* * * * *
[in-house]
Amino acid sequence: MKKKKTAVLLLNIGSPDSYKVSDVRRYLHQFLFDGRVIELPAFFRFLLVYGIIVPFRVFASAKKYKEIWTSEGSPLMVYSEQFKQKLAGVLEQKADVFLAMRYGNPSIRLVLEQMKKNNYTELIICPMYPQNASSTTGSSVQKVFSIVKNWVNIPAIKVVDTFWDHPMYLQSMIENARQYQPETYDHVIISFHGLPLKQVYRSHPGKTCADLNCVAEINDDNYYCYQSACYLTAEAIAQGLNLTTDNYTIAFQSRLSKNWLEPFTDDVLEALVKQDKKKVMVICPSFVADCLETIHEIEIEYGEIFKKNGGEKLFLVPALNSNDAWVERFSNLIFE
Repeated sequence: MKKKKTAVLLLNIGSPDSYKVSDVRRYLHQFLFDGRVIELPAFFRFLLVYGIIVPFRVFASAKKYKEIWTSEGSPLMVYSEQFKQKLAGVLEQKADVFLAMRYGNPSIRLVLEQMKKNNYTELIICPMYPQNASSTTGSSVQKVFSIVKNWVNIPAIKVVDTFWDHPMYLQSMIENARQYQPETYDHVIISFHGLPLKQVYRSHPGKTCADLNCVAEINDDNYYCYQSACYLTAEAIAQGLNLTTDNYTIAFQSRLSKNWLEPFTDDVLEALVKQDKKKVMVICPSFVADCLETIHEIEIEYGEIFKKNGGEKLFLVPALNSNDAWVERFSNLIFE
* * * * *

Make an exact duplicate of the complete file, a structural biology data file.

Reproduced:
[in-house]
Amino acid sequence: MKKKKTAVLLLNIGSPDSYKVSDVRRYLHQFLFDGRVIELPAFFRFLLVYGIIVPFRVFASAKKYKEIWTSEGSPLMVYSEQFKQKLAGVLEQKADVFLAMRYGNPSIRLVLEQMKKNNYTELIICPMYPQNASSTTGSSVQKVFSIVKNWVNIPAIKVVDTFWDHPMYLQSMIENARQYQPETYDHVIISFHGLPLKQVYRSHPGKTCADLNCVAEINDDNYYCYQSACYLTAEAIAQGLNLTTDNYTIAFQSRLSKNWLEPFTDDVLEALVKQDKKKVMVICPSFVADCLETIHEIEIEYGEIFKKNGGEKLFLVPALNSNDAWVERFSNLIFE
Repeated sequence: MKKKKTAVLLLNIGSPDSYKVSDVRRYLHQFLFDGRVIELPAFFRFLLVYGIIVPFRVFASAKKYKEIWTSEGSPLMVYSEQFKQKLAGVLEQKADVFLAMRYGNPSIRLVLEQMKKNNYTELIICPMYPQNASSTTGSSVQKVFSIVKNWVNIPAIKVVDTFWDHPMYLQSMIENARQYQPETYDHVIISFHGLPLKQVYRSHPGKTCADLNCVAEINDDNYYCYQSACYLTAEAIAQGLNLTTDNYTIAFQSRLSKNWLEPFTDDVLEALVKQDKKKVMVICPSFVADCLETIHEIEIEYGEIFKKNGGEKLFLVPALNSNDAWVERFSNLIFE